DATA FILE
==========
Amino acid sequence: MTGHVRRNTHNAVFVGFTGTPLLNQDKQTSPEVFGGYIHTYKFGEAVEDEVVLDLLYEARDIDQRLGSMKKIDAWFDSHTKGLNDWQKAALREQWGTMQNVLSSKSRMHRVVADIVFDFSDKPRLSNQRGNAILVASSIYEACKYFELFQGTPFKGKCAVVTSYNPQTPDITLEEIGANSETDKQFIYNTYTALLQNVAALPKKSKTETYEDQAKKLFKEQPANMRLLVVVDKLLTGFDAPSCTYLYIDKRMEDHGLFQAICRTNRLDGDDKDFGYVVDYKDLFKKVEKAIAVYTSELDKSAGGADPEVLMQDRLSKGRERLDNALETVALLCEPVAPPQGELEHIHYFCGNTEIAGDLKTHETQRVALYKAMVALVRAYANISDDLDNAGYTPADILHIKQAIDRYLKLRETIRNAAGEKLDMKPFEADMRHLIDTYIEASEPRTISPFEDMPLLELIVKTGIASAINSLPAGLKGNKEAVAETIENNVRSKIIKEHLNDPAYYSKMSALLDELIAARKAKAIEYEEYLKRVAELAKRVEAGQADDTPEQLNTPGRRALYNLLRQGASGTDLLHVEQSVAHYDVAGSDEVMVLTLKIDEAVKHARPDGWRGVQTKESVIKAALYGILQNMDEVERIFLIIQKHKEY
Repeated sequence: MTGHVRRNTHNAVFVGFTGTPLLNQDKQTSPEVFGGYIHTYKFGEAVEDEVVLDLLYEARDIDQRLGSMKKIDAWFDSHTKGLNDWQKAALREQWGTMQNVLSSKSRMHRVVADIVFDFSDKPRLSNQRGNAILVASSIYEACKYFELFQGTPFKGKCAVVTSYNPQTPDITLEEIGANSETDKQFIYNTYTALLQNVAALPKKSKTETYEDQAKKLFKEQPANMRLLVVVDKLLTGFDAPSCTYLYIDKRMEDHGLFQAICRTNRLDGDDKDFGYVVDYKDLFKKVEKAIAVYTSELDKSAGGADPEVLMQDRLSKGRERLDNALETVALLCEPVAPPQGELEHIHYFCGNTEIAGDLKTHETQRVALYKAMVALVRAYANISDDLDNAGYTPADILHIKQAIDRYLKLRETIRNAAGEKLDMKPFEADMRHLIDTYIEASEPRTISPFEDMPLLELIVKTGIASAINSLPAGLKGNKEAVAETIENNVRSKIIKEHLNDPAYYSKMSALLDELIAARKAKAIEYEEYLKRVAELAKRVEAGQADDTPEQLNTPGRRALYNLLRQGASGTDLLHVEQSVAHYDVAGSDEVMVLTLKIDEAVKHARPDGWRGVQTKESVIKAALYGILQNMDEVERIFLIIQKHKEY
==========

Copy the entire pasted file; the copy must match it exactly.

Amino acid sequence: MTGHVRRNTHNAVFVGFTGTPLLNQDKQTSPEVFGGYIHTYKFGEAVEDEVVLDLLYEARDIDQRLGSMKKIDAWFDSHTKGLNDWQKAALREQWGTMQNVLSSKSRMHRVVADIVFDFSDKPRLSNQRGNAILVASSIYEACKYFELFQGTPFKGKCAVVTSYNPQTPDITLEEIGANSETDKQFIYNTYTALLQNVAALPKKSKTETYEDQAKKLFKEQPANMRLLVVVDKLLTGFDAPSCTYLYIDKRMEDHGLFQAICRTNRLDGDDKDFGYVVDYKDLFKKVEKAIAVYTSELDKSAGGADPEVLMQDRLSKGRERLDNALETVALLCEPVAPPQGELEHIHYFCGNTEIAGDLKTHETQRVALYKAMVALVRAYANISDDLDNAGYTPADILHIKQAIDRYLKLRETIRNAAGEKLDMKPFEADMRHLIDTYIEASEPRTISPFEDMPLLELIVKTGIASAINSLPAGLKGNKEAVAETIENNVRSKIIKEHLNDPAYYSKMSALLDELIAARKAKAIEYEEYLKRVAELAKRVEAGQADDTPEQLNTPGRRALYNLLRQGASGTDLLHVEQSVAHYDVAGSDEVMVLTLKIDEAVKHARPDGWRGVQTKESVIKAALYGILQNMDEVERIFLIIQKHKEY
Repeated sequence: MTGHVRRNTHNAVFVGFTGTPLLNQDKQTSPEVFGGYIHTYKFGEAVEDEVVLDLLYEARDIDQRLGSMKKIDAWFDSHTKGLNDWQKAALREQWGTMQNVLSSKSRMHRVVADIVFDFSDKPRLSNQRGNAILVASSIYEACKYFELFQGTPFKGKCAVVTSYNPQTPDITLEEIGANSETDKQFIYNTYTALLQNVAALPKKSKTETYEDQAKKLFKEQPANMRLLVVVDKLLTGFDAPSCTYLYIDKRMEDHGLFQAICRTNRLDGDDKDFGYVVDYKDLFKKVEKAIAVYTSELDKSAGGADPEVLMQDRLSKGRERLDNALETVALLCEPVAPPQGELEHIHYFCGNTEIAGDLKTHETQRVALYKAMVALVRAYANISDDLDNAGYTPADILHIKQAIDRYLKLRETIRNAAGEKLDMKPFEADMRHLIDTYIEASEPRTISPFEDMPLLELIVKTGIASAINSLPAGLKGNKEAVAETIENNVRSKIIKEHLNDPAYYSKMSALLDELIAARKAKAIEYEEYLKRVAELAKRVEAGQADDTPEQLNTPGRRALYNLLRQGASGTDLLHVEQSVAHYDVAGSDEVMVLTLKIDEAVKHARPDGWRGVQTKESVIKAALYGILQNMDEVERIFLIIQKHKEY